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Problems in the US and Global Housing Market

Problems Encountered in the US and Global Housing Market

The U.S. Housing market slump has a long and inter-related history. Policies, financial packages and expectations during a housing market bubble, peaking between 2002 and 2006, accumulated a backlog of market forces ready to burst. The crashing housing market is a knock on from this unsustainable boom period, which we need to take a closer look at to find answers as to the crash has occurred to such an extent.

Reasons for U.S. Housing market slump

The housing boom, roughly starting in 2002, itself has the background of the U.S. recession in 2001. Following booms of the late 90s, with dot com and stock market increases, The Federal Reserve tightened credit in the U.S economy in an attempt to control inflation and achieve sustainable growth. This lead to short term interest rate hikes, which briefly lowered borrowing and consumer spending whilst stock prices began to fall sharply, and unemployment rose, the U.S economy, entered a slump.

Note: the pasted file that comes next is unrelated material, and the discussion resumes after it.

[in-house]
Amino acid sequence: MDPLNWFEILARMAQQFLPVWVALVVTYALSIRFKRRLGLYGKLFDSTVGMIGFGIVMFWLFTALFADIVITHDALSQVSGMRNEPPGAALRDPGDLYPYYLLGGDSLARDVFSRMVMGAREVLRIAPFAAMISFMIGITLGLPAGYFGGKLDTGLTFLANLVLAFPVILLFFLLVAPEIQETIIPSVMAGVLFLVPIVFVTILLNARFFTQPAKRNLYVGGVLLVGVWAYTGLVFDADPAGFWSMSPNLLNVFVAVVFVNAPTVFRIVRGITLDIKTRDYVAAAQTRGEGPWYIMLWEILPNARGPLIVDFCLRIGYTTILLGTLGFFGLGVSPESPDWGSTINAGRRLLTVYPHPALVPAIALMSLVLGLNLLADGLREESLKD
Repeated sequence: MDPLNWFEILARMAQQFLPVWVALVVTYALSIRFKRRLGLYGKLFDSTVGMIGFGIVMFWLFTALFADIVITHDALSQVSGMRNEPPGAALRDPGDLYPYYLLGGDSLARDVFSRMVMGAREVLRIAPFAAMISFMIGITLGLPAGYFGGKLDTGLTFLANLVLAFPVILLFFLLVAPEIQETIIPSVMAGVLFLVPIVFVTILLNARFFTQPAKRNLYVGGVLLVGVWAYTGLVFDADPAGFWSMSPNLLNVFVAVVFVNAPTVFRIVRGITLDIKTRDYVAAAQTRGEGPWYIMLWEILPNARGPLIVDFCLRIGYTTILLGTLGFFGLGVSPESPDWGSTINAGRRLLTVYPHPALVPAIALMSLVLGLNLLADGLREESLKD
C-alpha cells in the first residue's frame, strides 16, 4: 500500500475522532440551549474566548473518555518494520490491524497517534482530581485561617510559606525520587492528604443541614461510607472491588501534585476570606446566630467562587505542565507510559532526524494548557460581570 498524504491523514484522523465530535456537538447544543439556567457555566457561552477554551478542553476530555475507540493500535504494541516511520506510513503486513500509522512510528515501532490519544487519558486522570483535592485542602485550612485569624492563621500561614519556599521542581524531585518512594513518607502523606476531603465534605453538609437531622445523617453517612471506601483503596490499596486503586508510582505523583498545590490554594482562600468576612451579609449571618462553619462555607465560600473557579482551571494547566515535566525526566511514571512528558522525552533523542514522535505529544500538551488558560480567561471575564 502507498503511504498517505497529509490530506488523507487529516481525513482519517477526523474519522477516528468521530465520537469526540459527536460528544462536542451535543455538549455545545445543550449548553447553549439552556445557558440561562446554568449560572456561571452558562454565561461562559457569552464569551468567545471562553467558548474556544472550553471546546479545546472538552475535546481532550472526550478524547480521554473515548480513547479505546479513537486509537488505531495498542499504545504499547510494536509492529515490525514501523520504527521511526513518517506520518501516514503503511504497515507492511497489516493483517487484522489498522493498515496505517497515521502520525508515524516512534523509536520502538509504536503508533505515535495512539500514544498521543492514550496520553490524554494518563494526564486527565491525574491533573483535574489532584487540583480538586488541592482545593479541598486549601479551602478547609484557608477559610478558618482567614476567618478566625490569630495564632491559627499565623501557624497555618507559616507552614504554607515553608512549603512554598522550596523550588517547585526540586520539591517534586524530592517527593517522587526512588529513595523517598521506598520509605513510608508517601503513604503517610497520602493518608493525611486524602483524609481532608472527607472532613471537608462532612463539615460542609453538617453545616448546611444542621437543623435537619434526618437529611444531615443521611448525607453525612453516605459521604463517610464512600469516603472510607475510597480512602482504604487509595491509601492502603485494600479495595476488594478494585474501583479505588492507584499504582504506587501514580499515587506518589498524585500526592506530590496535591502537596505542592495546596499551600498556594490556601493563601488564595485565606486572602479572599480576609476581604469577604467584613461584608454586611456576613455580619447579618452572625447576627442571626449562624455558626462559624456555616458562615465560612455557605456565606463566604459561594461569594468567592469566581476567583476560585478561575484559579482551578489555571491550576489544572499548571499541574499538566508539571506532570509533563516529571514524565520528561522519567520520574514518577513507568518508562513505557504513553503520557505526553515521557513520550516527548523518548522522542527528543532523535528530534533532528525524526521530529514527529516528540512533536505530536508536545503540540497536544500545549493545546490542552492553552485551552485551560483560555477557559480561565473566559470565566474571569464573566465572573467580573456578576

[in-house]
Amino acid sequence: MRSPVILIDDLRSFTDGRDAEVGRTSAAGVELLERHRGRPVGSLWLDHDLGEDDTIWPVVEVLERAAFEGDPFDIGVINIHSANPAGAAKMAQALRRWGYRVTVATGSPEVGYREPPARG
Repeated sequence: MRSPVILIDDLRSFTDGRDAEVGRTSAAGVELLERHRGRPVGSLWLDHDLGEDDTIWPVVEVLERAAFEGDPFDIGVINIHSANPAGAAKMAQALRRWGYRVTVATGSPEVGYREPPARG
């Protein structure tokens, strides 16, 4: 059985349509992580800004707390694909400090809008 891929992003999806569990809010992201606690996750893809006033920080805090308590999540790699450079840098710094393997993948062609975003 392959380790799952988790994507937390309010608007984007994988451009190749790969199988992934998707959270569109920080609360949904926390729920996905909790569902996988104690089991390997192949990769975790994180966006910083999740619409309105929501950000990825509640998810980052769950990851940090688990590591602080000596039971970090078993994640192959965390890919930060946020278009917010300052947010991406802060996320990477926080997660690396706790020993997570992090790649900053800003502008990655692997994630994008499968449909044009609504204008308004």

Following the recession of 2001, the housing market held strong in 2002 and increased in sales to hit a record of $5.3 million (Joint Center for Housing Studies of Harvard University, 2002). Much of the increased demand is attributed to changes in demographics as immigration and ethnic minorities joined the share of homeowners, enabled by subprime, low-deposit mortgages fuelled by the Federal Reserve expansionary monetary policy during the recession.


Following the record year of 2002, a housing market bubble began to grow as purchases increased for investment purposes from speculators that jumped on the increasing house prices. Borrowers began to borrow higher amounts, despite the general increase in unemployment above averages (see table 1), to capture more valuable properties with the expectation that house prices will continue to appreciate rapidly in value following the market trend and a lagging quantity of builds. Increased capital for purchases, despite a difficult labour market was enabled by ever loosening mortgages from the lenders with lower interest rates making monthly payments affordable.

Table 1. U.S. Unemployment Since 2001 Recession

Year Percent of Labor Force Unemployed
2000 4
2001 4.7
2002 5.8
2003 6
2004 5.5
2005 5.1
2006 4.6
2007 4.6

Source: Bureau of Labor Statistics – Employment status of the civilian non-institutional population